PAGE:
The church at Corinth included people who had formerly been involved in all kinds of sin, including homosexual activity, but they had been set free through Jesus Christ and through God’s Holy Spirit.

The first step in the gospel’s liberation of gays and lesbians is to show that they do need to be set free if they want to enter God’s kingdom.  God doesn’t mince any words about this (cf. Romans 1:24-27).  If you’re gay or lesbian, you need to accept the fact that homosexual behavior is sinful and you can’t afford to keep doing it.  It’s not simply a morally neutral feature of the way a person is, such as being left-handed or having dark skin.  It’s not just a harmless personal preference like preferring apples to bananas.  Gay and lesbian sex is sinful.  It’s wrong.  It is spiritually deadly.  “Homosexual offenders,” says the Bible, “will not inherit the kingdom of God.”

Now, the fact that homosexual behavior is sinful doesn’t make it somehow worse than all other sins.  In the Bible passage I just quoted, you’ll notice that it’s only one part of a rather long list of sinful activities.  It’s not in some special category by itself.  In the eyes of God, a homosexual act is no more sinful than uttering a swear word or getting drunk or being greedy and self-centered, or having sex with a person of the opposite sex whom you haven’t married.  All these things, and many others, appear in the Bible’s lists of sins right along with the sin of homosexuality, and so if you’re guilty of any sin at all, you’re in no position to look down on homosexuals.  Before you heap abuse on gays and act as though homosexuality is almost the only sin there is, remember that you’ve got sins of your own which are equally offensive to God.

The Christian faith doesn’t permit us to hate homosexuals or heap abuse on them, nor, on the other hand, will it allow us simply to condone their behavior.  In the face of both extremes, the Bible insists that homosexual behavior is indeed sinful, and at the same time the Bible insists that homosexuals can be forgiven and renewed and adopted by God as his sons and daughters.  A gay or lesbian who repents and seeks God’s forgiveness is loved by God just as much as anyone else, and he or she is just as much a part of the church as any other repentant sinner.  This teaching of the Bible is a rebuke to those who hate and despise gays and consider them beyond redemption, and at the same time it challenges the politically correct wisdom that says homosexual behavior is just fine, that it doesn’t need to be forgiven at all, but only approved and condoned.  The gospel says both that gays need to be liberated, and that they can be liberated by Jesus Christ.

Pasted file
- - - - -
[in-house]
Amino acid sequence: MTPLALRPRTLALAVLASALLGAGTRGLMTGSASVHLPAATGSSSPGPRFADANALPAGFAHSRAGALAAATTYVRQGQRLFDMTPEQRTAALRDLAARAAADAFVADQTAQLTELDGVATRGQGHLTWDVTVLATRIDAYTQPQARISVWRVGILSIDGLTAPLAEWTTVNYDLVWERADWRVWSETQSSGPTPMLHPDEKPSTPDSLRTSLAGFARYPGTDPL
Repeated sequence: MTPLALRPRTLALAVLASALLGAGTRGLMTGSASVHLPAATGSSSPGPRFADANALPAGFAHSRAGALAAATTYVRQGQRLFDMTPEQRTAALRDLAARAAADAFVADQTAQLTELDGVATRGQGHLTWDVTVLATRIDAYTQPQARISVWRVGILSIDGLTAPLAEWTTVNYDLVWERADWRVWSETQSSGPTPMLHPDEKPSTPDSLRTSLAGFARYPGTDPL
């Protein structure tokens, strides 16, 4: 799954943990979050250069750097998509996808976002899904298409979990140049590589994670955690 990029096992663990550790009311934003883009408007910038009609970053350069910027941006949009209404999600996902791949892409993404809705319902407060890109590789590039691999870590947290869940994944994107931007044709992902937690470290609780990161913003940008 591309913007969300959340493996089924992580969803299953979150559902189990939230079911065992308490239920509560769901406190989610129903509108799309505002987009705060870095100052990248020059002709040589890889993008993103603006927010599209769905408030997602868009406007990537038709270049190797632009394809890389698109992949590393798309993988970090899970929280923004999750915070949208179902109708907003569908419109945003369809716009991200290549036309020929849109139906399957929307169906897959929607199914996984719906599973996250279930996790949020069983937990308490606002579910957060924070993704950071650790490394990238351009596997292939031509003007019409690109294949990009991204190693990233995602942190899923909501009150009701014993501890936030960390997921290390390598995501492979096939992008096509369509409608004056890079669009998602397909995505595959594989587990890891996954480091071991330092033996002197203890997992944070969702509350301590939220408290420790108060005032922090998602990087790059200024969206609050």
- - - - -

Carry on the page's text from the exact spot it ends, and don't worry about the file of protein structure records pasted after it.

This message of the Bible, however, has been challenged in the light of recent scientific research, which, we’re often told, shows that gay people are born that way and that it is simply a matter of inevitable biology rather than a moral choice.  Before you reject the Bible’s teaching, however, keep in mind that it’s always hazardous to your spiritual health when you think that human research, with all its biases and hidden agendas, is more reliable than the infallible Word of God.  If God has spoken, that should be enough.  However, for the benefit of those who have been swayed by what they’ve heard about recent research, let me just take a few moments to examine the evidence more closely.

Simon LeVay, a neuroscientist with the Salk Institute of LaJolla, California, studied the brains of 41 cadavers, 19 of which had belonged to homosexuals who had died of AIDS.  LeVay found that the area of the hypothalamus, which some believe governs sexual activity, was smaller in the homosexual men than in the heterosexuals, and LeVay theorized that perhaps this physical difference accounted in large part for the difference is sexual preference.

In another research project, psychologist Michael Bailey and psychiatrist Richard Pillard did a study of gay men who had either twin brothers or adopted brothers.  They found that 52% of the identical twin brothers were gay, while only 22% of the fraternal (non-identical) twins were gay, and only 11% of the adopted brothers.  Doesn’t that point to a genetic factor, and doesn’t all of this prove that homosexuality is just something you’re born with, and therefore has nothing to do with moral choice?

Well, not quite.  Joe Dallas, the president of Exodus International, wrote a valuable article in Christianity Today recently (June 22, 1992, p. 20-23), which points out some reasons why we should be careful with how we view such findings.

Dallas reminds us that the researchers themselves were hardly unbiased observers.  Simon LeVay and Richard Pillard are both gay men, and Michael Bailey is a gay-rights advocate.  All three have acknowledged that they began their research with a definite agenda.  LeVay, for example, told Newsweek that after his lover died of AIDS, he was so eager to find an inborn cause for homosexuality that he would give up his scientific career if he failed.  Pillard was equally forthright about his goals.  He said:  “A genetic component in sexual orientation says, ‘This is not a fault, and this is not your fault.”